Royal Roundup: The Queen Visits William’s RAF Base
In advance of the Queen’s visit to his Royal Air Force base today (April 1), William was interviewed by BBC television. William primarily spoke of his work as a Sea King helicopter co-pilot. He did admit some “sleepless nights” because of the upcoming wedding. “I did a rehearsal the other day and my knees started tapping quite nervously, so it’s a daunting prospect and very exciting but there’s a lot of planning still to be done in the last four weeks,” William said.
William’s well-known antipathy toward the press was on full display when he spoke in the interview about the secrecy surrounding his bachelor party, thrown by Prince Harry, his younger brother. “It’s quite good news always to outfox the media but it was a military operation and my brother and I are very proud of how it went,” William said.
William also told the BBC that he enjoys his search-and-rescue job. “Everyday you come into work and don’t know what’s going to happen, it’s quite exciting in that sense,” William said. “It’s unpredictable but at the same time, it’s great to get to go out to save somebody’s life hopefully or at least make a difference to someone and when you know that they are in trouble you do everything you can to try and get there.”
In this video of the Queen’s visit, William shows his grandmother one of the rescue helicopters. We also learn that William is taking some ribbing from his fellow officers. His tea is served in a Kate and William commemorative mug, he is handed a Kate and William tea towel to wash-up, and when he sleeps during his 24-hour shifts, an embroidered Kate and William pillow is placed on his bed. “It’s all lighthearted banter and he loves it,” an unidentified colleague said.
In other royal-related news:
• In what is seen by many as a break with tradition, William will not wear a wedding ring. However, The Daily Mail reports that male wedding rings are a relatively recent phenomenon. “Prior to the Second World War it was unheard of for men to wear wedding rings. It then became customary for soldiers serving overseas to wear a wedding band to remind them of home and their commitment to their wives and families.” In fact, William’s grandfather, the Duke of Edinburgh, does not wear a wedding band. As it is, most male royals wear their wedding rings differently than civilians. Wedding rings are typically worn under a signet ring on the small finger of the left hand. Prince Charles, William’s father, follows this practice. William does not wear a signet ring. “Prince William isn’t one for jewelry,” said a royal aide.
• Unsurprisingly, Kate is following tradition. As previously reported, her wedding ring will come from a lump of Clougau Welsh gold. The rare gold has been used in every royal wedding band since 1923. In fact, most of the rings came from the same nugget. With the original nugget dwindling, a second nugget (36 grams, 21 carat) was presented to the Queen for her 55th birthday in 1981. Sarah, Duchess of York‘s wedding band was made from this nugget, as was Camilla‘s, Prince Charles’s wife. “After the engagement Her Majesty the Queen gave Prince William some gold to make a wedding ring. In accordance with the couple’s wishes, Miss Middleton will wear a ring. The ring will be from Prince William,” a palace spokeswoman told BBC News.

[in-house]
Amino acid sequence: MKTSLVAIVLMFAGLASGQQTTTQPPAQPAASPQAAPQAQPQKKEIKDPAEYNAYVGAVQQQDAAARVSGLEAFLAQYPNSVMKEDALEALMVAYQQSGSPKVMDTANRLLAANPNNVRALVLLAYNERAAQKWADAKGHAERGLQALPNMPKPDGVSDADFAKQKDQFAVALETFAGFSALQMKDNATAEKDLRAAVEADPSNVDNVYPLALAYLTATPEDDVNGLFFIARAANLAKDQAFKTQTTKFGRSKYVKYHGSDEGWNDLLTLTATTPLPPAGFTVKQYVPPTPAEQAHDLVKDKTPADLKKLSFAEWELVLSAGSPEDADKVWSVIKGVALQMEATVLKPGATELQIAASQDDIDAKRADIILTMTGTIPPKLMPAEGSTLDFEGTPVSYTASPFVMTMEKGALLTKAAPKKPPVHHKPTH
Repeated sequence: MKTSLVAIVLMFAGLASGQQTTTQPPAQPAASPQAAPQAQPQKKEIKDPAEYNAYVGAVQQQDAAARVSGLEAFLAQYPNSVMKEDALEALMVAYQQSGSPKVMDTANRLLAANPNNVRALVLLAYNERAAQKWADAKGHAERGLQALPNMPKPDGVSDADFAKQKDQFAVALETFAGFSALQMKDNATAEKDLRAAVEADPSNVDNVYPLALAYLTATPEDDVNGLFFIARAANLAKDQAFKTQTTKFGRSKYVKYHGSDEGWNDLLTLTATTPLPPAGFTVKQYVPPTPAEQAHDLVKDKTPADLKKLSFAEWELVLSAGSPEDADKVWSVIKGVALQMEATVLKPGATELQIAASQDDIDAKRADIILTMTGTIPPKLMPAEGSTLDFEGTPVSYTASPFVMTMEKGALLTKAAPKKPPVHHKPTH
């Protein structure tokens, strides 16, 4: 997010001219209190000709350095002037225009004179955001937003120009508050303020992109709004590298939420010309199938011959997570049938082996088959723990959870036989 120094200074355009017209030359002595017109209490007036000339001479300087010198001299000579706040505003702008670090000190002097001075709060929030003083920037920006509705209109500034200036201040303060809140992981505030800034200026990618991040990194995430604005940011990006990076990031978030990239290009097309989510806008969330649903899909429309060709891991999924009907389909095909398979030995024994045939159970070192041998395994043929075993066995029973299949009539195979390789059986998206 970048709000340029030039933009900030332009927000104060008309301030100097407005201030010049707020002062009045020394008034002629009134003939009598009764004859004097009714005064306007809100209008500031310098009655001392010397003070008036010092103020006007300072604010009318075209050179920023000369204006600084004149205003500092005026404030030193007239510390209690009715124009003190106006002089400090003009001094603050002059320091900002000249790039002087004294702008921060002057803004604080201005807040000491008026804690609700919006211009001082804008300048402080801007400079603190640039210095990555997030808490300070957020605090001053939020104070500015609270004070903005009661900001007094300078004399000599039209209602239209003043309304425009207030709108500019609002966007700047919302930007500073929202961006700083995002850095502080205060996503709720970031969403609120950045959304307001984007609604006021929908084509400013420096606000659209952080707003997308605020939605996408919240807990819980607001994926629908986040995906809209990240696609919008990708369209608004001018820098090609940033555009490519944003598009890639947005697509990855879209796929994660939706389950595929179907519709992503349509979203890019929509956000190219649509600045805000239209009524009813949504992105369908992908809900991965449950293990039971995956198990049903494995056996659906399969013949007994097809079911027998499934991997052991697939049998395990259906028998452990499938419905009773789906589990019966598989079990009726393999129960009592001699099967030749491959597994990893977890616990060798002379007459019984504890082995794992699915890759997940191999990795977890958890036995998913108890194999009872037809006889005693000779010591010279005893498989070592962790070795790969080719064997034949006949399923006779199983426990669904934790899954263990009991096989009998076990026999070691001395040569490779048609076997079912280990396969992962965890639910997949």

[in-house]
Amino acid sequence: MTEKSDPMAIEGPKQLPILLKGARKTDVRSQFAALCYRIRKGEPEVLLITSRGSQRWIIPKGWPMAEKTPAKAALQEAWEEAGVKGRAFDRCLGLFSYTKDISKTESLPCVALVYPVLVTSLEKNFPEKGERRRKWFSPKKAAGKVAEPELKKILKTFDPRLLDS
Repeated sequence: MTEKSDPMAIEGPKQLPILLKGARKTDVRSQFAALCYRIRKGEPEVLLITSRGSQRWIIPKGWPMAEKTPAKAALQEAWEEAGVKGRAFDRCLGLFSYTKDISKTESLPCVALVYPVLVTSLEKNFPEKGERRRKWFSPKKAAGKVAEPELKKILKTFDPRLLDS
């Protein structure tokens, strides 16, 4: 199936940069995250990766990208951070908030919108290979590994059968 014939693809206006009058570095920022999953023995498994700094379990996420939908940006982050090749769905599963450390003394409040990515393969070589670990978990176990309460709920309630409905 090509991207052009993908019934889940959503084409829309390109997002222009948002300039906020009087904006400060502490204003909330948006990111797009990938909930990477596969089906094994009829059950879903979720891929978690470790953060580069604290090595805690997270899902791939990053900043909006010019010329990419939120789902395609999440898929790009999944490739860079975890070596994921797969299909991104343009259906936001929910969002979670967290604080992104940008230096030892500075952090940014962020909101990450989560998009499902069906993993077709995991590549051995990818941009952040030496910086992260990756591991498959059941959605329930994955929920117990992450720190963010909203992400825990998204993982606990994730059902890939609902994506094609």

• The UK’s Ministry of Defence has announced the various roles the armed services will play in the wedding. More than 1,000 members from all the branches of the military will line the route from Westminster Abbey to Buckingham Palace. Inside the Abbey, 16 military fanfare trumpeters will play. While the couple is busy at the ceremony, an honor contingent of Welsh Guards will await them outside Buckingham Palace. Finally, at 1:30 p.m. (London time), there will be two fly-overs by the Royal Air Force. The first will be three propeller planes used in World War II, followed 30 seconds later by four jets.
• Of all the contests involving the royal wedding, European discount airline easyJet may have the best prize: free travel for a year. All you have to do is be Kate or William’s doppelganger. The rules of the contest are simple. Upload your photo and contact information to easyJet’s special website. The deadline is Sunday, April 10th. easyJet will select ten finalists by Wednesday, April 13th and fly them to London for the royal wedding. Then the winning Kate and William look-a-likes will be selected. Although easyJet is an extensive European carrier, it does not fly to the U.S. However, an easyJet spokesman says U.S. residents are eligible. The only requirement is that a finalist be somewhere in Europe in time to catch an easyJet flight to London. Even if you have no plans to enter, the site is worth a visit. Contestant photos are displayed and there is a leaderboard of the current favorites. One tip for males: just because you have light-brown hair does not mean you look like William. One tip for females: just because you have long brown hair does not mean you look like Kate.